Journalism Studies Basics

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Assignment 1 (25% of your final mark)
This will require you to write two answers, each approx. 750 words Define 2 key terms, demonstrating how they can be used to comment on past OR present journalistic practice

The English Oxford Dictionary (reference) defines objectivity as the quality of not being influenced by personal feelings or opinions in considering and representing facts (reference). In the context of journalism, this can refer to fairness, disinterestedness, factuality, and non-partisanship but is most often associated with neutrality (reference). Similarly to scientific objectivity, objective journalism aims to represent reality as accurately as possible. (reference pdf).

Throughout history.. philosophers have debated over whether true objectivity exists, .. There are a number of myths surrounding objectivity in the context of journalism (doesn’t exist, they are moral spectators, it stifles progressive politics, obscures truth, it is invoked for protection, it is used to build audiences, it renders media power invisible (reference pdf)

Is it really possible to be objective as a journalist though? Rupar (reference) sees objectivity as a ‘norm’ rather than a goal or state of journalism, and uses this view to look at the ideal of objectivity as a method of news gathering, an account of representing reality and an attitude towards the reality constructed (reference). As an ideal, objectivity helps to maintain the legitimacy and credibility of news media, as they mediate reality for the public (reference Rupar).

Many journalists, journalism scholars and news critics agree that absolute objectivity is impossible to achieve (reference), due to the number of decisions that must be made before a story or article becomes public. However, objectivity may also be considered an undesirable goal as “objective news” can limit access that the general public have to be a part of any debate surrounding a story, for if it is seen as ‘objective’ or neutral, then there are no other viewpoints from which to view the issue, because objectivity encompasses all of these views. (Raphael 2000, pp.130-137). (reference).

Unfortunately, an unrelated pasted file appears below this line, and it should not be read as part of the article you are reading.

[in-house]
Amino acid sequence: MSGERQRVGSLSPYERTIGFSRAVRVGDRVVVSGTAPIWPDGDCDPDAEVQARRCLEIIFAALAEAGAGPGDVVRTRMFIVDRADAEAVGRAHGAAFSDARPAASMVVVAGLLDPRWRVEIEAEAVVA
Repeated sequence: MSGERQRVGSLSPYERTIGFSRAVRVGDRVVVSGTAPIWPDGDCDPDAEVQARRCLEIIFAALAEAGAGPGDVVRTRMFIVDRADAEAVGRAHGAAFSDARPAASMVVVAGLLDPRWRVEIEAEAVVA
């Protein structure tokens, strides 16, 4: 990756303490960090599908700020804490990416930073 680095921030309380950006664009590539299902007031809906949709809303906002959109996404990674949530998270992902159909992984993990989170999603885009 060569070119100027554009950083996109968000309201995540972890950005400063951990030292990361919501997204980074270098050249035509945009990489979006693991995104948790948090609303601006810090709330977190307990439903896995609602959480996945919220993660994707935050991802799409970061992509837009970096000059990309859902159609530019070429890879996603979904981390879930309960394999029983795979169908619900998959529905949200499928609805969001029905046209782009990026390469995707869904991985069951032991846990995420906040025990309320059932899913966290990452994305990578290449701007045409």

News media in New Zealand generally follow the cultural patterns and conventions of those in the USA and the UK (reference Scooped Intro week 2), and in the first half of the 19th century generally reflected the opinion of the publisher (reference Day (1990, Stephens’ (1997). Over time, Importance of objectivity in historaical journalism practices. Pages from google books and wikipedia here..

(reference) saw objectivity as a style, for example “objective reporting” is where emphasis is placed on the fact, while “interpretive reporting” focuses on the ‘story’. The Sydney Morning Herald primarily used the objective reporting style from the 1950s to 1970s, while transitioning to more interpretive reporting in the early 1980s. (reference) the article commented on the links between the two styles, and the motivations behind the purpose of journalism in relation to market value. (reference)

The respect that is shown for the journalism profession in New Zealand places journalists as neutral mediators of reality (reference) within the nation.

Historically, journalism as a profession emerged alongside the notion of objectivity. However, in the past decades, objectivity has been dismissed not only as an unattainable standard but also as an undesirable norm. Yet an analysis of the criticisms reveals that most scholars actually fail to define journalistic objectivity. This article tries to remedy this flaw and to suggest that journalistic objectivity is an evolving notion which can no longer be considered a synonym for neutrality or detachment. Objectivity is a standard that promotes truth, defined as a ‘correspondence, grounded in correctness, between thought and reality’ (Heidegger, 1943:1). Unlike alternative standards which are centered on personal moral values, objectivity conceives of journalism as a...
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